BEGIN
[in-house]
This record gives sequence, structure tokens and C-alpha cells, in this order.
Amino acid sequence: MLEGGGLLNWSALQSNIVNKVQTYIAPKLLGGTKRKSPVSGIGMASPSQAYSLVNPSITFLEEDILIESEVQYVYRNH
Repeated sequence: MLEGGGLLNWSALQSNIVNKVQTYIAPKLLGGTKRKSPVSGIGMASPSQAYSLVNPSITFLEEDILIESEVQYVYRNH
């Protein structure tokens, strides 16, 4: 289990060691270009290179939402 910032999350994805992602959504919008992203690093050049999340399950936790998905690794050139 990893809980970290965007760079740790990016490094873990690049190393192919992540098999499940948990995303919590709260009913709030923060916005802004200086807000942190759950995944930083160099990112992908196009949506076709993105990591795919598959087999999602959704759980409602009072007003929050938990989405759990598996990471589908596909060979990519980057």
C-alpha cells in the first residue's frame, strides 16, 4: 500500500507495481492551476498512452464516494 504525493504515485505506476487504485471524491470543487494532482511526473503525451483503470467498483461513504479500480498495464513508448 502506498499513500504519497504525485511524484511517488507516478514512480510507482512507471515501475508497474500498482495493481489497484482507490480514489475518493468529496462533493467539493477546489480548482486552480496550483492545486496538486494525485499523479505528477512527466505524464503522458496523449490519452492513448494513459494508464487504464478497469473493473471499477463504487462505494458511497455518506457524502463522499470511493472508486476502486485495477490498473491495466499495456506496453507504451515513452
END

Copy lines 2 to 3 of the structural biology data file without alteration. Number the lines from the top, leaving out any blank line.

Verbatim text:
This record gives sequence, structure tokens and C-alpha cells, in this order.
Amino acid sequence: MLEGGGLLNWSALQSNIVNKVQTYIAPKLLGGTKRKSPVSGIGMASPSQAYSLVNPSITFLEEDILIESEVQYVYRNH